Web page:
It may retard eruption of permanent successor. Usually appear as one with two completely or incompletely separated crowns that have a single root and root canals. Twining production of equivalent structure by divisions resulting in one normal and one supernumerary tooth. Etiology is unknown although a genetic basis has been suggested. b. fusion – union of two normally separated tooth germs. Depending upon the stage of development of the teeth at the time of the union. More common in the deciduous than in the permanent dentition. Union by dentin, separate pulp chambers/ canals. May retard eruption of permanent successor. . concrescence – form of fusion which occurs after root formation. Teeth are united by cementum only. As a result of traumatic injury or crownding of teeth with resorption of the interdental bone. More frequently in the posterior and maxillary region. Anomalies of morphodiferentiation Anomalies of size and shape a. dilaceration: An angulation or a sharp bend or curve in the root or crown of a formed tooth. Due to trauma during the period in which the tooth is forming, with the result that the position of the calcified portion of the tooth is changed and the remainder of the tooth is formed at an angle.

Syndrome associated with dilaceration. Lamellar ichthyosis. Present difficulty at the time of extraction. b. dens invaginatus: dens in dente It is a deep surface invagination of the crown or root that is lined enamel. Results due to invagination in the surface of tooth crown before calcification has occurred. This can be due to increased localized external pressure focal growth retardation and focal growth stimulation in certain areas of the tooth buds. The permanent maxillary lateral incisors are the teeth most frequently involved. Two forms are usually seen as Coronal dens in dente – more frequent prevalence varies from . 4% to 10%. Depth of iinvagination varies from a slight enlargement of the cingulum pit to deep infolding that extends to the apex. Radicular dens in dente – rare and thought to arise secondary to proliferation of hertwig’s root sheath with the formation of a strip of enamel that extends along the surface of the root. Radiographiclaly the affected tooth demonstrates an enlargement of the tooth. It chances of caries and pulp infection. c. dens evaginatus – Leong’s premolar it is a developmental condition that appears clinically as an accessory cusp or a globule of enamel on the occlusal surface between the buccal and lingual cusps.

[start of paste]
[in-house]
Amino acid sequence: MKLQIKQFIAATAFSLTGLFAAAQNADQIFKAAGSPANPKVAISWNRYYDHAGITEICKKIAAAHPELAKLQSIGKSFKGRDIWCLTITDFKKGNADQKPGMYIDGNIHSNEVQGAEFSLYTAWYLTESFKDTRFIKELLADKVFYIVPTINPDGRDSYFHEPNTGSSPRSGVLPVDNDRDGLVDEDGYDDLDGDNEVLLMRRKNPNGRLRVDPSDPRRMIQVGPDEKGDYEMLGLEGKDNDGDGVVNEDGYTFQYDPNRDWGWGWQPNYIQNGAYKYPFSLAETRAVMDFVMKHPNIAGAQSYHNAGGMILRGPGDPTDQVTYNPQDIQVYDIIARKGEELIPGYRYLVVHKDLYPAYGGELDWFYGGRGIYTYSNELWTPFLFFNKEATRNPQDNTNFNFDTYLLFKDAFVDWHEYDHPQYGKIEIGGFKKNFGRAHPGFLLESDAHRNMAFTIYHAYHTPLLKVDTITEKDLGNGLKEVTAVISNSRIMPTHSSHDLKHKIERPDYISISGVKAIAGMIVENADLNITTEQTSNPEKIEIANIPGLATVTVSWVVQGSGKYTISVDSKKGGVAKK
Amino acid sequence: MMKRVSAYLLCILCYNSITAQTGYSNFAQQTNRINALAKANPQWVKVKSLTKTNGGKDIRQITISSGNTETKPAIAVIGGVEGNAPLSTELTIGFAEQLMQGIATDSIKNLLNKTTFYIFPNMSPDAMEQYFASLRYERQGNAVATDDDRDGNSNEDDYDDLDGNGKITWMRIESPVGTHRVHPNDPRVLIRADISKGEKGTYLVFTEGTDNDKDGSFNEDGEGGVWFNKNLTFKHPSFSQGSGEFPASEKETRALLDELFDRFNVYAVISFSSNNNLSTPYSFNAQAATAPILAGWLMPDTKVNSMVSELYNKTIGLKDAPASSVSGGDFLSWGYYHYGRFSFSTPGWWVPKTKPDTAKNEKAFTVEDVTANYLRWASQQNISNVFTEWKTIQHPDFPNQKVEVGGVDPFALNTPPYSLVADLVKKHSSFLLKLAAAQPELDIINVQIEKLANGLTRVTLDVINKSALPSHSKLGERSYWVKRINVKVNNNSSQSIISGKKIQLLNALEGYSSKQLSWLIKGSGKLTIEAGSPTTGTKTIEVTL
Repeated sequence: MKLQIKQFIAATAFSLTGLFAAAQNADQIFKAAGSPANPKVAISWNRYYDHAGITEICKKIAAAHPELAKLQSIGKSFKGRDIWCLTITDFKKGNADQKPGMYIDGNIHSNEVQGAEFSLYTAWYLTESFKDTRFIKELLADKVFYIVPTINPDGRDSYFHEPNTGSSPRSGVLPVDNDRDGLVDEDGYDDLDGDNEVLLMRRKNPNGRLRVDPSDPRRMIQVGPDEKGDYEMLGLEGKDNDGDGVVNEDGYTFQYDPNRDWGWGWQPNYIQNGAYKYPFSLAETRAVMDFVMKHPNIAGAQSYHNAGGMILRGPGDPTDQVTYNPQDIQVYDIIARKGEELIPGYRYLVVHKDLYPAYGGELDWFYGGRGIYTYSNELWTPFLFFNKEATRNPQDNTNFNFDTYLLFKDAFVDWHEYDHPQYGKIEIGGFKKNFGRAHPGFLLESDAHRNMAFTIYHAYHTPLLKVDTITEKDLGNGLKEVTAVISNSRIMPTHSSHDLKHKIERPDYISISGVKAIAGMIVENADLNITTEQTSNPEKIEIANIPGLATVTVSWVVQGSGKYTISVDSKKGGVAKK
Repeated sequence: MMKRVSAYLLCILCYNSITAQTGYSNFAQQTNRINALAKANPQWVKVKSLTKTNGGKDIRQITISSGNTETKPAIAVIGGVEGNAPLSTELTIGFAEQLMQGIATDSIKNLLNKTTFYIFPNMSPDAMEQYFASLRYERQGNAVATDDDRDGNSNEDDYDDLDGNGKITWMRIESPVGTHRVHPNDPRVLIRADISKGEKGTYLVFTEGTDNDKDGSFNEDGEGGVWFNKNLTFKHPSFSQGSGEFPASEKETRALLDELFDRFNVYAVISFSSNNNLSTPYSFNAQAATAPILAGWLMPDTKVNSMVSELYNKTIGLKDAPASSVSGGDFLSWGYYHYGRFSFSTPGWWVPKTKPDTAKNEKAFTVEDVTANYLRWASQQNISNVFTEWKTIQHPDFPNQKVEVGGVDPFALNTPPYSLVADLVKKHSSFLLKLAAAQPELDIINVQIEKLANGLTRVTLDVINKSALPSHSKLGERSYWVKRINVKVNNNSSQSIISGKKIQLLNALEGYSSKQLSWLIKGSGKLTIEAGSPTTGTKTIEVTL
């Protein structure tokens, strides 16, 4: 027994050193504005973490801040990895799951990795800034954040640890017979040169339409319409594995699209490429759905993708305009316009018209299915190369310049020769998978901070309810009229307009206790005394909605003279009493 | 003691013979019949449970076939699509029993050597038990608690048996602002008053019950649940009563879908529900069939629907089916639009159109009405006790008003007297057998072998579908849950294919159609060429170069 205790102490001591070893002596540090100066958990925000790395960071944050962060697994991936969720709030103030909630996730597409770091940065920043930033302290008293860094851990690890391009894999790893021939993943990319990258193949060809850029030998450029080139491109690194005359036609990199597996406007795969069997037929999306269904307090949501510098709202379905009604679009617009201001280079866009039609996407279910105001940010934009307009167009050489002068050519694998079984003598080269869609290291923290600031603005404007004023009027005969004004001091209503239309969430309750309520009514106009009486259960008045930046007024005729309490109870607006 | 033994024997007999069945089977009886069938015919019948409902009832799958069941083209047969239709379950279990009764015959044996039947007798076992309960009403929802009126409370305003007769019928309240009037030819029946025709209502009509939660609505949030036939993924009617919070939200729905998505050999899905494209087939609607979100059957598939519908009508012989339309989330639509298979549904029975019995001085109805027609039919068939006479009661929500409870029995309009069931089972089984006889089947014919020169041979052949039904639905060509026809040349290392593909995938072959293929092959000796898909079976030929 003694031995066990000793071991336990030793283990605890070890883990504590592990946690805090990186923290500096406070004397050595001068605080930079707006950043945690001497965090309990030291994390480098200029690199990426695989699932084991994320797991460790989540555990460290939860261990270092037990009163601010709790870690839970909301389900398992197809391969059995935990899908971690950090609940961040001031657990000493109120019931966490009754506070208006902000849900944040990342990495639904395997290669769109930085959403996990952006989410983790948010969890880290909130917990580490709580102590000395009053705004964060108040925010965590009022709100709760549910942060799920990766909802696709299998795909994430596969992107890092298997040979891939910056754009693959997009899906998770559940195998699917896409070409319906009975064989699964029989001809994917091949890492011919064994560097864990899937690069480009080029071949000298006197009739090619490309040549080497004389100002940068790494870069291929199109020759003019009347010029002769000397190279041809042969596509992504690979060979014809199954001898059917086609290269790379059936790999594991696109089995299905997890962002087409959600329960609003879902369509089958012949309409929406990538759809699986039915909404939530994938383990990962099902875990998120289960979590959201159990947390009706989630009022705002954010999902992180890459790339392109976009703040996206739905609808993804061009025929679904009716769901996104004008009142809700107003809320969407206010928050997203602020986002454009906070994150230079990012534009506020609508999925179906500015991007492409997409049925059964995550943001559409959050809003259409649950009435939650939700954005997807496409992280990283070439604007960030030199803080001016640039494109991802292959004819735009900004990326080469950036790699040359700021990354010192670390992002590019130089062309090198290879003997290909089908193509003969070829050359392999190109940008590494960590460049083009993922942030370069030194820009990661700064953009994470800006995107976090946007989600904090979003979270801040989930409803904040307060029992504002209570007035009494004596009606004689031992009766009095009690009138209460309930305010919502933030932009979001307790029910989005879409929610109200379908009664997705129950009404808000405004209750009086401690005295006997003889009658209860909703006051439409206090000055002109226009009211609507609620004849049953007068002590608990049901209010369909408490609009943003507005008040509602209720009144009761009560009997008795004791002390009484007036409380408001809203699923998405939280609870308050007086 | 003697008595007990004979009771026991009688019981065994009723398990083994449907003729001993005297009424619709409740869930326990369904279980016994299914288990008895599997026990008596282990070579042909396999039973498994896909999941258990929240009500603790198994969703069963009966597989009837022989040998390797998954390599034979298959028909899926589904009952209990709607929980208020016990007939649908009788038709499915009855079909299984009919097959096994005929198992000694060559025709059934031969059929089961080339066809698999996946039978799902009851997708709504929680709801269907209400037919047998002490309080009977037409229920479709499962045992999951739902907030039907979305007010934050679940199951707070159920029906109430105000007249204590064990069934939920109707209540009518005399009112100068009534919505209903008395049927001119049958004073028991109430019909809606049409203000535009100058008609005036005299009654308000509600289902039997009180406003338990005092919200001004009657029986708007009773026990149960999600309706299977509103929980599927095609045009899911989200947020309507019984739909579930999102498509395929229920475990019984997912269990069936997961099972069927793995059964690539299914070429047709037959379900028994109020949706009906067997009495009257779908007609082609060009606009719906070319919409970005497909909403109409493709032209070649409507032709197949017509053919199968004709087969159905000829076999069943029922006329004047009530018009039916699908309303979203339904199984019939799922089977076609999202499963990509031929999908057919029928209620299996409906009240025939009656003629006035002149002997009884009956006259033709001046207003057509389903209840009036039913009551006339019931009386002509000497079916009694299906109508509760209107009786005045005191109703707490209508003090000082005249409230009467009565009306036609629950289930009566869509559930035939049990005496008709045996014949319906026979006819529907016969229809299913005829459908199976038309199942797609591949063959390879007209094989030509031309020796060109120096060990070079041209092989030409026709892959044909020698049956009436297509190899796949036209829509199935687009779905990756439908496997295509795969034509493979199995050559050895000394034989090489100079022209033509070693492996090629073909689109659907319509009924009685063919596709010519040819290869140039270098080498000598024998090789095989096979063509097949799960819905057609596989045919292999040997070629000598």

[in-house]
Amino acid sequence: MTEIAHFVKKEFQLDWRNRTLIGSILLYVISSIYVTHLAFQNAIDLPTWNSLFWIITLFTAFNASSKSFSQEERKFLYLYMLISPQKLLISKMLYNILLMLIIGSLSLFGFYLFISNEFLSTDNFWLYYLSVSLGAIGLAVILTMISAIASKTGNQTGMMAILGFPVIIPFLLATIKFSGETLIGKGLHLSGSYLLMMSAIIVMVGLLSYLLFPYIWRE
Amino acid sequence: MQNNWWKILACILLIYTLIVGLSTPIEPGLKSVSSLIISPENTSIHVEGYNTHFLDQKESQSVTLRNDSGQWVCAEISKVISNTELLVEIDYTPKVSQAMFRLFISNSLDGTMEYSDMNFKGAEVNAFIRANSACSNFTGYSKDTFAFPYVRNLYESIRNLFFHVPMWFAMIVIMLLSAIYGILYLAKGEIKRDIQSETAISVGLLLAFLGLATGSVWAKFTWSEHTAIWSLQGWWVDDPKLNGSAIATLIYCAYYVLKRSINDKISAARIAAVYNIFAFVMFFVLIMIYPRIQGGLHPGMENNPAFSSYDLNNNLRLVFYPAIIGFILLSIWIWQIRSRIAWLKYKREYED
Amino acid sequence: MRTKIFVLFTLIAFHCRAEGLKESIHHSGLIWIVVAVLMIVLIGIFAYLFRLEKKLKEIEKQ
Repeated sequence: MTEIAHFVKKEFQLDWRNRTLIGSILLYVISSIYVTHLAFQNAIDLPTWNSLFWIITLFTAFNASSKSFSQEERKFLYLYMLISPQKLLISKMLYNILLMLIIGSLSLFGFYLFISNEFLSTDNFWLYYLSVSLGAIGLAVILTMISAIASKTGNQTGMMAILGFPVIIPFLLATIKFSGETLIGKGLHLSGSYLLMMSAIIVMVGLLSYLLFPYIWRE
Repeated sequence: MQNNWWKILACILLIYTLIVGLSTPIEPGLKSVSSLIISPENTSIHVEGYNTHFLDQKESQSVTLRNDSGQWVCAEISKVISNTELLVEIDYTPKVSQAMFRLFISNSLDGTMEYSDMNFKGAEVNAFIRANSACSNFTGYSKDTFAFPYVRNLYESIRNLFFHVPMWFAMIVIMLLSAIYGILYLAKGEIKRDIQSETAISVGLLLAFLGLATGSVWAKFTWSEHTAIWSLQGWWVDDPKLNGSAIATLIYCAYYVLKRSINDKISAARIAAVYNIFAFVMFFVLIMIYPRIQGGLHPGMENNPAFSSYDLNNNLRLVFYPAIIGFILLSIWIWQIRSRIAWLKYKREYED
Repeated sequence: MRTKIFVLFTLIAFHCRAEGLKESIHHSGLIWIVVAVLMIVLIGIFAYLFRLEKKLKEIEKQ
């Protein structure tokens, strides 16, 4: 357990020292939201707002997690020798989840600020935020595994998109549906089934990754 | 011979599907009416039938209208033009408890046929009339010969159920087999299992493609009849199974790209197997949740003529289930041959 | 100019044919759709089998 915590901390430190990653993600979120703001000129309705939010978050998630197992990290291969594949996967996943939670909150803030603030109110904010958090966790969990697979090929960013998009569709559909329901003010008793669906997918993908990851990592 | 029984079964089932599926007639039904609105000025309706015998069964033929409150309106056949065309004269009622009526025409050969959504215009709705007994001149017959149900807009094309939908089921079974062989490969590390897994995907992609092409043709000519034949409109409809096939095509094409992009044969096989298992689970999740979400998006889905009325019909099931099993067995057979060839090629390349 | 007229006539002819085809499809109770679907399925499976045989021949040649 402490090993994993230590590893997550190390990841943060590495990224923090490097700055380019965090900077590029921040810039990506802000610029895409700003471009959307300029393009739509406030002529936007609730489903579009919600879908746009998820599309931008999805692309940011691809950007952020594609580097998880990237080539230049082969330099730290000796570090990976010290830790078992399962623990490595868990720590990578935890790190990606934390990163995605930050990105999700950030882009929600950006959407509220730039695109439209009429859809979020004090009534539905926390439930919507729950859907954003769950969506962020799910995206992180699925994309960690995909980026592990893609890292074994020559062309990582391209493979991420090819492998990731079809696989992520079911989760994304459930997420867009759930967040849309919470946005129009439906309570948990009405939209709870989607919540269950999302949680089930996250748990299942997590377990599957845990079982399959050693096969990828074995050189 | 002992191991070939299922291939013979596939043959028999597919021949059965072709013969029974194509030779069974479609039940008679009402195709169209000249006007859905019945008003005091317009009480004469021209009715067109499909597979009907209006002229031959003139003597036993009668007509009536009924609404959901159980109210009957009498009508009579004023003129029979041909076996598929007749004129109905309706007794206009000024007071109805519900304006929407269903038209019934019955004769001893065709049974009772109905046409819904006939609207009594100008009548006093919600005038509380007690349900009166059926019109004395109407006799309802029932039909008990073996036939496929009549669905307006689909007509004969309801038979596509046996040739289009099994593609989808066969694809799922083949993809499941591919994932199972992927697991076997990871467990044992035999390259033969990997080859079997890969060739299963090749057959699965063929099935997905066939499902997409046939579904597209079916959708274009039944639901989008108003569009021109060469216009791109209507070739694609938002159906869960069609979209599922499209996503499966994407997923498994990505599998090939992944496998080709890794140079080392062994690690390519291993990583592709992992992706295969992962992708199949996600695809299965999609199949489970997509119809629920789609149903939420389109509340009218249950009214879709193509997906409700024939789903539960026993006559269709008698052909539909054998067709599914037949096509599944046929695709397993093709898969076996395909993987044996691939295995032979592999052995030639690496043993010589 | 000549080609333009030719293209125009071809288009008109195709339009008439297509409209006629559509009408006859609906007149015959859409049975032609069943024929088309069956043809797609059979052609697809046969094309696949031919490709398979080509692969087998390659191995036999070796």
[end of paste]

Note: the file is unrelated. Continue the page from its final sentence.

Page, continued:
Unilaterally or bilaterally with an increased mandibular predominance. Pathogenesis is the proliferation and evagination of an area of the inner enamel epithelium and subjacent odontogenic mesenchyme in to the dental organ during early tooth development. If seen in association with another varaiton of coronal anatomy. Shovel shaped incisors affected incisors demonstrate prominent lateral margins, creating a hollowed lingual surface. Maxillary incisor is the most commonly affected. This extra cusp may contribute to incomplete eruption, displacement of teeth and/or pulp exposure with subsequent infection following occlusal wear or fracture. . taurodontism – it is an enlargement of the body and pulp chamber of multirooted tooth with apical displacement of the pulpal floor and bifurcation of the roots. Overall shape of the taurodont resembles that of the molar teeth of cud chewing animals “bull like” Shaw classified taurodont teeth into 3 division according to the degree of apical displacement of pulpal floor – hypotaurodont (mild) – mesotaurodont (moderate) – hypertaurodont (severe) may occur as an isolated trait or as a component of specific conditions like 1. klinfilter’s syndrome . amelogenesis imperfecta 3. orofacial digital syndrome 4. hypohydrotic ectodermal dysplasia 5. tricho dento osseous syndrome 6. down syndrome It is seen that taurodontism may develop in presence of any one of a large number of different genetic alterations. These findings suggest that chromosomal abnormalities may disrupt the development of the tooth form and that taurodontism is not the result of any specific genetic abnormality e. talon’s cusp – Is also known as dens evginatus of the anterior teeth. It is a well delineated cusp that is located on the surface of an anterior tooth.